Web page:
Barmy Bush-Chooks (Emus), majestic Wedge-tailed Eagles and laughing Kookaburras are some of the unique birds you expect to hear and, if you are lucky, see in the ruggedly wild Australian Outback Flinders Ranges. But during the September 2011 Operation Flinders Exercise, for the first time ever, the hills were alive with the sound of … Geese. An endless, repetitive din that could be heard for 8 days. ”Honk Honk” returned by “Honk Honk” … repeated. David Attenborough’s excitement levels would have risen to new heights at this unique spectacle! Geese, en-masse, in the Flinders Ranges … wow!
Operation Flinders is a not-for-profit organisation that provides a challenging 8 day Bush Adventure Program for young people at risk, aged 13-18. Teams of 10 participants are guided by the leadership team consisting of 2 Counsellors, Peer Group Mentor, Assistant Team Leader and Team Leader.
The challenges include overcoming painful blisters during the 100km trek, “didn’t we just pass that tree 20 minutes ago?”, learning how to orient the squiggly lines on the map to the never-ending hills to reach camp before dark, “where’s North again?”, sleeping under the stars in all weather, “the zip on my sleeping bag is broken”, discovering indigenous culture sharing kangaroo tail soup round a campfire, “look at all those stars!”, conquering all-consuming fear while going over the abseiling cliff-top, “I can’t do it!” and managing the full spectrum of extreme, competing emotions; often all within a few moments “#^&* @#$!”. But the greatest challenge for these kids is often the no screens policy i.e. no phones, tablets, cameras, watches “NO WAY!”. The scene is set to build resilience through encouraging engagement and collaboration; with self, with others, with nature. Oh … did I mention the FUN these kids have?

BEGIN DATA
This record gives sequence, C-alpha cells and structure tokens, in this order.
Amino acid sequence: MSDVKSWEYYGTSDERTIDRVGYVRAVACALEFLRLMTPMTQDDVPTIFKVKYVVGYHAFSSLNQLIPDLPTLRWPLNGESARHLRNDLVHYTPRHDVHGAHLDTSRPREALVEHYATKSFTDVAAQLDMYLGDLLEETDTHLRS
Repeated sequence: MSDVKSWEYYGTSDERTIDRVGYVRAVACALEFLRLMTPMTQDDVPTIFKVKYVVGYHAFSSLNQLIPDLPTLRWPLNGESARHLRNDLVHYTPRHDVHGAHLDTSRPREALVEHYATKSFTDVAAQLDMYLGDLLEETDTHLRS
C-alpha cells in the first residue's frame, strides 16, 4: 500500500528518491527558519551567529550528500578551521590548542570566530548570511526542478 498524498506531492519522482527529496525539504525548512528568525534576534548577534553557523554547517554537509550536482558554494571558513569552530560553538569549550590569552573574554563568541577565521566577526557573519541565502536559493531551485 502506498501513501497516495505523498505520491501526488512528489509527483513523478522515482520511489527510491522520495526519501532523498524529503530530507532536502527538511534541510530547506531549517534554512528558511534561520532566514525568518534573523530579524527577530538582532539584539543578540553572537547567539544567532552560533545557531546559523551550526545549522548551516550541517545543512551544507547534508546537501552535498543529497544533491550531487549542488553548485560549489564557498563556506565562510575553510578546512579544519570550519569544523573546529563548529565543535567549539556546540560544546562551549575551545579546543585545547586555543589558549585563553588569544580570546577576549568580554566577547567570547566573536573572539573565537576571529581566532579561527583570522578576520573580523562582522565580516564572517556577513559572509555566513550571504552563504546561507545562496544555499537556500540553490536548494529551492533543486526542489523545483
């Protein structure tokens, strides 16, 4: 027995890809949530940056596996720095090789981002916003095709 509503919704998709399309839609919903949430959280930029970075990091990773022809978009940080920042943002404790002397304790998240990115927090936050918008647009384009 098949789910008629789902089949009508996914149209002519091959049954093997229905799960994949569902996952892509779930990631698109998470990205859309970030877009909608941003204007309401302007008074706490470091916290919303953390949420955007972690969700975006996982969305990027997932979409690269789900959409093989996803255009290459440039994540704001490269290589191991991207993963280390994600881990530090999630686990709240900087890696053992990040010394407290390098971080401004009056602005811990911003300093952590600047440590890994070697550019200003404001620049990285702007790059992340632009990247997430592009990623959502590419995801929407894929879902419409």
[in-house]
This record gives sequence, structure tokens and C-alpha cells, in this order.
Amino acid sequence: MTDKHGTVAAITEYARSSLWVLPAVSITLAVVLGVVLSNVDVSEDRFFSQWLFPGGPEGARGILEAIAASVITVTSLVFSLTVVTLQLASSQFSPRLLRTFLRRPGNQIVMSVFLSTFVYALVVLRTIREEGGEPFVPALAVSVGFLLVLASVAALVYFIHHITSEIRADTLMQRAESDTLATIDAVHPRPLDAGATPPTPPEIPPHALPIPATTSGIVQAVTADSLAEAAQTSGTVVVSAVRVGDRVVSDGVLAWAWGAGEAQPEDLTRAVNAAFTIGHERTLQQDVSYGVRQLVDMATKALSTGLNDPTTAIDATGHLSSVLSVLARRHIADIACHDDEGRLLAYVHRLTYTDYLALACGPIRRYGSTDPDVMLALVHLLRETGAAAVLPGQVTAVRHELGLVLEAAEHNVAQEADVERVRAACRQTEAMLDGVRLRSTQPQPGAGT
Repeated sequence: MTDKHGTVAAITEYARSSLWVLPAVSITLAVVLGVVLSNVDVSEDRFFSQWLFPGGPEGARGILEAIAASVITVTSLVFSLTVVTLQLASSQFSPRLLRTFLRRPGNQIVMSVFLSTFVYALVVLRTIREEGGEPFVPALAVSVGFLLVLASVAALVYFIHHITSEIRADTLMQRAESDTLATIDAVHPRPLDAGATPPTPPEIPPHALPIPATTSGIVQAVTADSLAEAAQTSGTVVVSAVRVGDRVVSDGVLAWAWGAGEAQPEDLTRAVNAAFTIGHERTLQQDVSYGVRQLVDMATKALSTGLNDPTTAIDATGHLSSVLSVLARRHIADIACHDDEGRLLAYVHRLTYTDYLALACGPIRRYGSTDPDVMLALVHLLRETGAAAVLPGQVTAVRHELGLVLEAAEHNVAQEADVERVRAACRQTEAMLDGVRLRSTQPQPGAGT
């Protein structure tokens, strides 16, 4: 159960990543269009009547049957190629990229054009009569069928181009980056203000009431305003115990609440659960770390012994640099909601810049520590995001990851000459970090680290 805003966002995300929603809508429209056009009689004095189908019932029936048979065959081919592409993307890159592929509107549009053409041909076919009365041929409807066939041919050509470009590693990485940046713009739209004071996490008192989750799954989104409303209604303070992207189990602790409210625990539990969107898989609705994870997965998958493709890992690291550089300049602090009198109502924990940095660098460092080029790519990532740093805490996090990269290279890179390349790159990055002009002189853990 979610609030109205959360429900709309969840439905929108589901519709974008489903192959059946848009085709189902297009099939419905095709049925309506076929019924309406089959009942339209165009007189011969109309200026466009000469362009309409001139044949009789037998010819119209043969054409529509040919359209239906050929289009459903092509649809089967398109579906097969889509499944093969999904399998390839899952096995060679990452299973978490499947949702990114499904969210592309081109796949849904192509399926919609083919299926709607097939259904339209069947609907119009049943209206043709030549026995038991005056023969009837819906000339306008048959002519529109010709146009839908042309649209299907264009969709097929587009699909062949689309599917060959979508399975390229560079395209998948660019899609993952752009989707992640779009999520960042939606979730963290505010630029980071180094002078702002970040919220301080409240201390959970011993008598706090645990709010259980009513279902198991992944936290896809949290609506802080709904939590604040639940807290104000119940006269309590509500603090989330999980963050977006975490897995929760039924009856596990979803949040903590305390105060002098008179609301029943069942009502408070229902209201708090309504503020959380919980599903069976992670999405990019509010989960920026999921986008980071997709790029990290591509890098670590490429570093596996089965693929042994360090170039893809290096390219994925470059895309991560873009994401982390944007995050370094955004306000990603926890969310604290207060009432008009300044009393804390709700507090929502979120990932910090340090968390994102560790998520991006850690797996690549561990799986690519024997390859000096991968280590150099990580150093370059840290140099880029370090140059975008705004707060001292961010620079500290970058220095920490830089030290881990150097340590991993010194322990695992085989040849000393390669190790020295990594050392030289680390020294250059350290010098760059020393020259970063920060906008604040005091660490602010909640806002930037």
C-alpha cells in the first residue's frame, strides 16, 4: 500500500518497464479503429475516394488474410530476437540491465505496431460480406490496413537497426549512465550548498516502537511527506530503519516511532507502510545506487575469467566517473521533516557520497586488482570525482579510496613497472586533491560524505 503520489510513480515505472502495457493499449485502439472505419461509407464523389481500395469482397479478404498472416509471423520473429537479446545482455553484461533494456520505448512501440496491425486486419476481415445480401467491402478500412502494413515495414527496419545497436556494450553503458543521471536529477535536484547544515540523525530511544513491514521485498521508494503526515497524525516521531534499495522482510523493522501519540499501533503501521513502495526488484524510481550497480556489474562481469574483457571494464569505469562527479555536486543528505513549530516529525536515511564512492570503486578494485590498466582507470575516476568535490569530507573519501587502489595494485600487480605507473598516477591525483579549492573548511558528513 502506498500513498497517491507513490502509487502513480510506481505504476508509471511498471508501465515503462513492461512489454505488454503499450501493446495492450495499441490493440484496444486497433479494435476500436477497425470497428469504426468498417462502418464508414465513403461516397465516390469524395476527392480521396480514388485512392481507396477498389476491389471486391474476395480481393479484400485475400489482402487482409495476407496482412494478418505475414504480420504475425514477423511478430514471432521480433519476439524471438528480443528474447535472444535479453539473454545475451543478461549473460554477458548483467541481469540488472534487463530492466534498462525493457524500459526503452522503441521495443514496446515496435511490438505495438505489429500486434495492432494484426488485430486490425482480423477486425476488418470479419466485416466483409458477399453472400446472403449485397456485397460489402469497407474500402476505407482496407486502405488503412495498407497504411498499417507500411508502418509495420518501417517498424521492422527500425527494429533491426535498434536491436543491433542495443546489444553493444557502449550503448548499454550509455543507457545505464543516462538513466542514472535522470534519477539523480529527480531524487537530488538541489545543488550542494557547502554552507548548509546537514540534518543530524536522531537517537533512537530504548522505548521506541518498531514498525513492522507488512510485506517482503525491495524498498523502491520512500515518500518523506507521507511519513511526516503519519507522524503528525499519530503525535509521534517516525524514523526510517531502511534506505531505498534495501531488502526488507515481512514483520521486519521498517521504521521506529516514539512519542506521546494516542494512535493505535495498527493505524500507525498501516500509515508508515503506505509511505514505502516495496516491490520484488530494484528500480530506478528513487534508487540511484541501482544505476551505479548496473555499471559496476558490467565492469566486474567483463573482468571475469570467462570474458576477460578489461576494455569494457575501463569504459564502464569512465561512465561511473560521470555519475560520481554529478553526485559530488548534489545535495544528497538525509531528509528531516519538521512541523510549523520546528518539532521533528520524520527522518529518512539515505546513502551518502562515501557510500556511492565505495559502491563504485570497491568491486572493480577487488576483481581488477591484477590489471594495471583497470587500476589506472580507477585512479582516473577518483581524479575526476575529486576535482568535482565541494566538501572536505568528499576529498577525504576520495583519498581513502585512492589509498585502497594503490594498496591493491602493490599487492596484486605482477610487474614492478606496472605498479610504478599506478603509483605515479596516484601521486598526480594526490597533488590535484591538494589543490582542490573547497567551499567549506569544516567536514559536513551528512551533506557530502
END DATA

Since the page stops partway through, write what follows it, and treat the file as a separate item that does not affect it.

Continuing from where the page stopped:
The objective is for these disconnected kids to step outside their normal lives to experience another way of being in the world. They often arrive feeling angry, lashing out with self-destructive and self-defeating behaviours; fighting themselves, others and nature. The program uses a proven approach common to most Wilderness Therapy and Bush Adventure Therapy programs. Small groups being challenged in Nature creates a creative, emergent space where transformation of values becomes possible; where the participants can reconnect with themselves (Self), with the group (social) , with Nature (environment) and with a higher purpose in their lives (spirit).
I was the Assistant Team leader for “Tango 5” that remarkable September, in the “year of the Geese”. Our awesome Team Leader, Paul, was inspired after reading the book, Gung Ho! (Blanchard & Bowles, 1998). It is a parable about how a Business Leader transformed his business into a thriving, healthy organisation by applying 3 principles observed in nature through indigenous eyes:
1. The spirit of the Squirrel
2. The way of the Beaver
3. The gift of the Goose
It is “The Gift of the Goose” that Paul cleverly integrated into his leadership style to transform the lives of his team members, including himself, during that trip. The incessant honking sound that geese make is akin to listening to (and watching) a cheerleader squad in full flight. Each “honk honk” is not an alarm, it is an encouragement .. . “you go girl!” … “keep going mate!” … “you can do this!”. They never give up on each other. Let me repeat that … They never give up on each other!